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14 Undeniable Lessons About Friendship From Saturday Night Live

14 Undeniable Lessons About Friendship From Saturday Night Live

A truly iconic tv show, Saturday Night Live has been on the air for an incredible 40 seasons. Starting in 1975, this sketch show has always strived to bring the spirit of New York comedy to the world. Not only becoming one of the longest running shows on television, Saturday Night Live has also launched some incredible careers. Eddie Murphy, Adam Sandler, Tina Fey, Julia Louise-Dreyfus and Amy Poehler all found their start on this innovative show, but the magic of SNL reaches even farther than that. Over several decades, SNL has made us laugh and even taught us a few things about life. Since Saturday Night Live players are famous for collaborating together throughout their careers, SNL has particularly strong things to say about the enduring bond of friendship.

1. Fight Through Breaks

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    Everyone experiences times when they struggle to connect with their friends, or have to work through disagreements. In comedy, “breaking” means laughing in the middle of a sketch. Appropriately enough, a performance has to move on, so cast members must fight through the break. Just like real life, our friendships are more important than little bumps in the road, and it’s important to keep going.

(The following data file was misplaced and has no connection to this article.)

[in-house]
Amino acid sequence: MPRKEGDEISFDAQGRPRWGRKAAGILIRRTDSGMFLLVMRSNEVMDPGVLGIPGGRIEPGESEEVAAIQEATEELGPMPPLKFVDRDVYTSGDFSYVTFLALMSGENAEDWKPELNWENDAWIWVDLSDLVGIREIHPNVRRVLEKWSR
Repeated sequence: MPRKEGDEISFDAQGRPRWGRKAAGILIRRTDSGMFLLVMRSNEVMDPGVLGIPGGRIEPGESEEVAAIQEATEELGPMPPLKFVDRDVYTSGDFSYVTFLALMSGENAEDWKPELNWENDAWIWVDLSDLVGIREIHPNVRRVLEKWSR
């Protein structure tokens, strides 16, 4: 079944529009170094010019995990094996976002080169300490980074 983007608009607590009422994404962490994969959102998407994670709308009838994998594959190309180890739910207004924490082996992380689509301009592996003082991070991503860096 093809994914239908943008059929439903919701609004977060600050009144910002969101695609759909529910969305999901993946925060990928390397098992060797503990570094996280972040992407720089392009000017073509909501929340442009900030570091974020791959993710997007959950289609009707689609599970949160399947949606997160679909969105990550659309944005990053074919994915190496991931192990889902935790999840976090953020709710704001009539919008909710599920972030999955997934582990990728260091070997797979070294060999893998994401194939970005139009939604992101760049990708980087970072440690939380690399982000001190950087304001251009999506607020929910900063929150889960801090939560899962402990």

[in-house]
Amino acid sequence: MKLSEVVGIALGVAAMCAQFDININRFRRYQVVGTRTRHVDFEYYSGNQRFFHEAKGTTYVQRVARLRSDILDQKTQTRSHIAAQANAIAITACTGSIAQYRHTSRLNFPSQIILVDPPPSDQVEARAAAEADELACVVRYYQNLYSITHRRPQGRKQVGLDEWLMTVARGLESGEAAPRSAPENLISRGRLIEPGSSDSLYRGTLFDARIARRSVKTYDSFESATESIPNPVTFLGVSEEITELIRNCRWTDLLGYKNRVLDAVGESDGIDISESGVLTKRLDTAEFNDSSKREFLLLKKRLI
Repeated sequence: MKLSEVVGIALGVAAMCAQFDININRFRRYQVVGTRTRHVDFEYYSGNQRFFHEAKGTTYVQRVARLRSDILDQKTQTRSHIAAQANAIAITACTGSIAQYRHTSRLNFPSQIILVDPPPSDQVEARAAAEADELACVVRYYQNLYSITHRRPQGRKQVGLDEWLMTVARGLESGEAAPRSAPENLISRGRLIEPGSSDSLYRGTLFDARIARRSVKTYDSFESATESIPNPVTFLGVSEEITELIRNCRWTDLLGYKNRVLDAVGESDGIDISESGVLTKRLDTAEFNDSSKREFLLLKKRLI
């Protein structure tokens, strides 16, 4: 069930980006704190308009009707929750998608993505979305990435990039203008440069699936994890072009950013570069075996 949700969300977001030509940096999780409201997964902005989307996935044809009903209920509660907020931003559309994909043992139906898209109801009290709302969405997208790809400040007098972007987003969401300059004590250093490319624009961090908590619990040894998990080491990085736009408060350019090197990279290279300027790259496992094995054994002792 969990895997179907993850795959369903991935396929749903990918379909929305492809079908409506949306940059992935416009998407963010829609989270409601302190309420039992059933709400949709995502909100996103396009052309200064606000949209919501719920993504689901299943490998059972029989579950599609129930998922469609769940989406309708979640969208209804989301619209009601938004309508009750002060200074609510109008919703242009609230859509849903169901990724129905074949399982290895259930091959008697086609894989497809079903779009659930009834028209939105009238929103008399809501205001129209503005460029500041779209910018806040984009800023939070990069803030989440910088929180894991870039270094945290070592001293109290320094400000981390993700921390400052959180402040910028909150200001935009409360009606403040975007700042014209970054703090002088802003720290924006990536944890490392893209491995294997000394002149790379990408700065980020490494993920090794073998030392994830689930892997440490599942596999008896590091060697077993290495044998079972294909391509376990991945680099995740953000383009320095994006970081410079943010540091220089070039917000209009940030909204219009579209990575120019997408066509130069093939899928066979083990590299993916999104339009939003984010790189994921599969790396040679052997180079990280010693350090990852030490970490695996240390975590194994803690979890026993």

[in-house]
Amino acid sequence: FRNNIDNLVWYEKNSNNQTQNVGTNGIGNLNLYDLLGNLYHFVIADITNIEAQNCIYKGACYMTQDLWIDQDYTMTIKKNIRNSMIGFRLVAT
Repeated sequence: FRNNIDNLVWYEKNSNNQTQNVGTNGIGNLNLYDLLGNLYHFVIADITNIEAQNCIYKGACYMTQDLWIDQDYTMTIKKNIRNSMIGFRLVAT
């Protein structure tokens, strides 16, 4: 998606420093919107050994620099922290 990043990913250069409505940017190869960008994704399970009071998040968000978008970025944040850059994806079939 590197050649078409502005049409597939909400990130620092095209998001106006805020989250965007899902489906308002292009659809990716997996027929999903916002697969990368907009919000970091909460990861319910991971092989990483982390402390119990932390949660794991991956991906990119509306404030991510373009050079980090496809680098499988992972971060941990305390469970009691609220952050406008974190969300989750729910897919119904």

2. It’s Ok To Be Up Front

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      The truest friends will accept you exactly as you are – though that might not mean a speedo to the office.

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      3. Share The Stage

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        Big names and new talents tend to collide on Saturday Night Live, yet the show consistently retains it’s ensemble feel. Much like relationships, if one person is always the centre of attention, the group will be less effective. A strong reminder for all of us to make our friends feel included.

        4. It’s Ok To Be Weird

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          Weirdness is a constant occurrence on Saturday Night Live. Similarly, some of our best friends come from people we first judged to be a little bizarre. A solid reminder that eccentricities shouldn’t stand in your way when getting to know a new friend.